Illustrative Visualization. Illustrative visualization developed over the past two decades from attempts to separate visualization into two distinctive processes: extraction of information and its presentation. Fast processing is desirable but not critical, whereas quality and accuracy are essential. The concepts of illustrative visualization form the basis of the other two classes of visualization. Illustrative systems do not rely on interactive data manipulation but present information that may have been carefully extracted from the data by other means.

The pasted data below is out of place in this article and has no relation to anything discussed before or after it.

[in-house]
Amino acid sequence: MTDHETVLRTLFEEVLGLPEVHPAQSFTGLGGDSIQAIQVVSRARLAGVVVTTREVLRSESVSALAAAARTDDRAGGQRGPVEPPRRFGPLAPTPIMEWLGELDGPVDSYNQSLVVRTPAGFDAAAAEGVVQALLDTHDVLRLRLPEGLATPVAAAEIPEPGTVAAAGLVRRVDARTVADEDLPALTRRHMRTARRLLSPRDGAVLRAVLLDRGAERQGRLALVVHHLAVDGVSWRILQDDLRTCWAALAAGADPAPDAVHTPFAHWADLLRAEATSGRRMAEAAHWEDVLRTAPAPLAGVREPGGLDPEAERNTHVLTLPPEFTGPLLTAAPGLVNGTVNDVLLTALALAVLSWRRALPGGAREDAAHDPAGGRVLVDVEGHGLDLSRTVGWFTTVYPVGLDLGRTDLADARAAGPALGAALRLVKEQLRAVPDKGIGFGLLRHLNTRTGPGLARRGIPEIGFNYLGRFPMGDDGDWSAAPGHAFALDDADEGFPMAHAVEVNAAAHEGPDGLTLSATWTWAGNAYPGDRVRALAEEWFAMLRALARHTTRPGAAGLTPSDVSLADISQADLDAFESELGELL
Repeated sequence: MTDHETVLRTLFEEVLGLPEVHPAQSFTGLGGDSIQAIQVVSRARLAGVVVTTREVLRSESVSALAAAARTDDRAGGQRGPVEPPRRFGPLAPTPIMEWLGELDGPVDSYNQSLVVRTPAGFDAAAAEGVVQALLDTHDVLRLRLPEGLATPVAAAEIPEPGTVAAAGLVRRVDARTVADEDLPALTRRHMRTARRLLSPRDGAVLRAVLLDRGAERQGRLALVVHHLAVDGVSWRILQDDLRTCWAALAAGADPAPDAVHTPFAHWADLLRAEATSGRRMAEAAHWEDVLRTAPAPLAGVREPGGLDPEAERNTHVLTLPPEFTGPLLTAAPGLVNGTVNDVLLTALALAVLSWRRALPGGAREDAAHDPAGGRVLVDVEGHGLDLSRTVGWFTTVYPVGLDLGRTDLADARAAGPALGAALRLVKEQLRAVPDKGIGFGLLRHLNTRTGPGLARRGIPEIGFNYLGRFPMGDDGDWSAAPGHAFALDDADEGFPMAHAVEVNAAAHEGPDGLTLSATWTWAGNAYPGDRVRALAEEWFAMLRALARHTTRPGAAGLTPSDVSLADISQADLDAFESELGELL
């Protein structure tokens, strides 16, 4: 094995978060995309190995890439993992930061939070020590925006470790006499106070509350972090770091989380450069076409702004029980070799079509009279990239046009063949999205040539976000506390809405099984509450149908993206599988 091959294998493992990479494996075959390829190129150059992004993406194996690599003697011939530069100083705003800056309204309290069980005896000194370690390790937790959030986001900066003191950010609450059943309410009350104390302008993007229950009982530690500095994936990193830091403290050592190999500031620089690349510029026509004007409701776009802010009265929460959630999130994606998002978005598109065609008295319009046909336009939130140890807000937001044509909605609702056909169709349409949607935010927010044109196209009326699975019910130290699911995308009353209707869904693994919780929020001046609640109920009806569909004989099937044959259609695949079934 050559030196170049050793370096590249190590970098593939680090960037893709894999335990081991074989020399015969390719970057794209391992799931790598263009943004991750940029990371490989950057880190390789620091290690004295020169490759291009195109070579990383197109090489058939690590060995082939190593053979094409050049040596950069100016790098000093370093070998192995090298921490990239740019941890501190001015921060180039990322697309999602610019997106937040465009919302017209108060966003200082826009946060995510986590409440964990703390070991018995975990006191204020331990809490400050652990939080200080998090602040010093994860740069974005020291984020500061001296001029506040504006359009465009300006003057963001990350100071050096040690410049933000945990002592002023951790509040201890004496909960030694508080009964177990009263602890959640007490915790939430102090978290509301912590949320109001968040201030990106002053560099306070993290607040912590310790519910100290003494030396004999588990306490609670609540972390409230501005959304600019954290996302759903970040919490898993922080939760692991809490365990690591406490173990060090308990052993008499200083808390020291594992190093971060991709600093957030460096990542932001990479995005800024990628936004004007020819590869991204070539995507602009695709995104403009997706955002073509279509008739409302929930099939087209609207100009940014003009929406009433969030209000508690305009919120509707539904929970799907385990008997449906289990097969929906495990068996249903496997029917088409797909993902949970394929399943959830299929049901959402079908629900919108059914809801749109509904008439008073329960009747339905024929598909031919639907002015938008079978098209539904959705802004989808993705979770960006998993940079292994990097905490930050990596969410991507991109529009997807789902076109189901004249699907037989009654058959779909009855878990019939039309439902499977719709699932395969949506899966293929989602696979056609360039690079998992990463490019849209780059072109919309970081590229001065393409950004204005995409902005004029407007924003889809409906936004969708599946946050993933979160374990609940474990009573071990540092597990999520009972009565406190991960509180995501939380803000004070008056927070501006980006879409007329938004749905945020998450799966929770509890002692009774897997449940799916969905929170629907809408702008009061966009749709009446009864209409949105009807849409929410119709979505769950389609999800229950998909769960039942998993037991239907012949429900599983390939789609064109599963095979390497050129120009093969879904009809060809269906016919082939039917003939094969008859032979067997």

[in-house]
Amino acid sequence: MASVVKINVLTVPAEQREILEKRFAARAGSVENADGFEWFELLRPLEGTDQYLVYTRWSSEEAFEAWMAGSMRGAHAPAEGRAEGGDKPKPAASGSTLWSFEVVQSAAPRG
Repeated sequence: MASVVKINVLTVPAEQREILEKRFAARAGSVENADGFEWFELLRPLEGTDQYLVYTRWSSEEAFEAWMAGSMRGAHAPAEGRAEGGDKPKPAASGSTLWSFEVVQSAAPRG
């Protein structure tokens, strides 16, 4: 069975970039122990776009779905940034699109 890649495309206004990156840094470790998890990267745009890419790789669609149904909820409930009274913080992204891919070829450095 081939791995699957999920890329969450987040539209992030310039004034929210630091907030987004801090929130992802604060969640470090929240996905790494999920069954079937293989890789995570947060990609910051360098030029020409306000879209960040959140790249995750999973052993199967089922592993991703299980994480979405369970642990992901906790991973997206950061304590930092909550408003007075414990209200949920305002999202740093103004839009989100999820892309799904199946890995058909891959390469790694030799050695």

The initial expectations of biomedical visualization based on this approach soon reached a plateau. As stated in an NSF grant announcement: "In spite of enormous advances of computer hardware and data processing techniques in recent decades, the amazing and still little understood ability of human beings to 'see the big picture' and 'know where to look' when presented with the visual data is still well beyond the computer's analytic skills.'' Although trying to characterize humans' ability to perform such processing is a challenging scientific investigation in itself, it also became imperative in biomedical research to provide rapid visualization systems that take advantage of this human ability. This presented the motivation for investigative visualization systems.